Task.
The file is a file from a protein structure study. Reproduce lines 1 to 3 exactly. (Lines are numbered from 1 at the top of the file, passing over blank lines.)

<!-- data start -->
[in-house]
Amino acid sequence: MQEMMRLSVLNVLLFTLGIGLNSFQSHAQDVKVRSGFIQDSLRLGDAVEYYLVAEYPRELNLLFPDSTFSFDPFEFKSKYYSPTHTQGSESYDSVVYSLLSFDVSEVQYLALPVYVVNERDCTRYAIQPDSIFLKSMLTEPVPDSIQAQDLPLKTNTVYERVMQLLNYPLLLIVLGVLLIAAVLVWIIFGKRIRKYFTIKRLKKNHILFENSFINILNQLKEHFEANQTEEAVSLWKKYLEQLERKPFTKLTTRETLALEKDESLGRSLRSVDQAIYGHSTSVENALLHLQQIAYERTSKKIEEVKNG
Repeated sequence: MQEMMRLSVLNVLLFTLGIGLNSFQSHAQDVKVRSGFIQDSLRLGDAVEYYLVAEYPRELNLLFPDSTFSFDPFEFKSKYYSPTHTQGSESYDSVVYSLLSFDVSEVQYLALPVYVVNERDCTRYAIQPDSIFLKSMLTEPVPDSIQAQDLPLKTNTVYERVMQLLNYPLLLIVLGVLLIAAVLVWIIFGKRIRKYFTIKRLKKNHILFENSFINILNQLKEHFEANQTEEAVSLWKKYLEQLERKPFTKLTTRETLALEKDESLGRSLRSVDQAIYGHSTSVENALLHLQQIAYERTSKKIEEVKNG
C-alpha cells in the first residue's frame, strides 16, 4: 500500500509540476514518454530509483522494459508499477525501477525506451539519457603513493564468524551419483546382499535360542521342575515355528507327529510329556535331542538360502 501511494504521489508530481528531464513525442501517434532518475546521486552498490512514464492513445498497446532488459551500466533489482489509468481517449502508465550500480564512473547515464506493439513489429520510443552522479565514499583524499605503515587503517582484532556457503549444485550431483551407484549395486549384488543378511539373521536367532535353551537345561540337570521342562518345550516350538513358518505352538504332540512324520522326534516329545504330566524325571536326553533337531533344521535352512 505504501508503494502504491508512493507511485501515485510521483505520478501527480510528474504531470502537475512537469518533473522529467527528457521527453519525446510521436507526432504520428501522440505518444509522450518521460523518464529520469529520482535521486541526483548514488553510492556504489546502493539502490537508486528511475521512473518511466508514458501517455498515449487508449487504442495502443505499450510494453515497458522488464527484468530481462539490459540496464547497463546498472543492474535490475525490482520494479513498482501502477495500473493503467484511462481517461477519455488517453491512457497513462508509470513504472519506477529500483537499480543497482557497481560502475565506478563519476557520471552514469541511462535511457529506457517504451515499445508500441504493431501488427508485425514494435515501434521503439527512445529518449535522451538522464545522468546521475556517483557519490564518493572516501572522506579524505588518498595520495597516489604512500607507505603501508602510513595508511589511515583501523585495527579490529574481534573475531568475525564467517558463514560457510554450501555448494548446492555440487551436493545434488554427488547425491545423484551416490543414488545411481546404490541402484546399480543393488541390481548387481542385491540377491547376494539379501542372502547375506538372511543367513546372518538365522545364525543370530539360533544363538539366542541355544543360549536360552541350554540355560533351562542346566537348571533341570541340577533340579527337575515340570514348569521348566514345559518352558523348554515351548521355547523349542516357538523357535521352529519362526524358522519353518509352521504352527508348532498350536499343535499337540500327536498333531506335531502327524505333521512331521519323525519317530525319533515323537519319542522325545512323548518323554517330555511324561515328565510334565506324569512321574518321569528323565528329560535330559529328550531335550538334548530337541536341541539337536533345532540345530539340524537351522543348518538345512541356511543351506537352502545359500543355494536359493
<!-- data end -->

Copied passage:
[in-house]
Amino acid sequence: MQEMMRLSVLNVLLFTLGIGLNSFQSHAQDVKVRSGFIQDSLRLGDAVEYYLVAEYPRELNLLFPDSTFSFDPFEFKSKYYSPTHTQGSESYDSVVYSLLSFDVSEVQYLALPVYVVNERDCTRYAIQPDSIFLKSMLTEPVPDSIQAQDLPLKTNTVYERVMQLLNYPLLLIVLGVLLIAAVLVWIIFGKRIRKYFTIKRLKKNHILFENSFINILNQLKEHFEANQTEEAVSLWKKYLEQLERKPFTKLTTRETLALEKDESLGRSLRSVDQAIYGHSTSVENALLHLQQIAYERTSKKIEEVKNG
Repeated sequence: MQEMMRLSVLNVLLFTLGIGLNSFQSHAQDVKVRSGFIQDSLRLGDAVEYYLVAEYPRELNLLFPDSTFSFDPFEFKSKYYSPTHTQGSESYDSVVYSLLSFDVSEVQYLALPVYVVNERDCTRYAIQPDSIFLKSMLTEPVPDSIQAQDLPLKTNTVYERVMQLLNYPLLLIVLGVLLIAAVLVWIIFGKRIRKYFTIKRLKKNHILFENSFINILNQLKEHFEANQTEEAVSLWKKYLEQLERKPFTKLTTRETLALEKDESLGRSLRSVDQAIYGHSTSVENALLHLQQIAYERTSKKIEEVKNG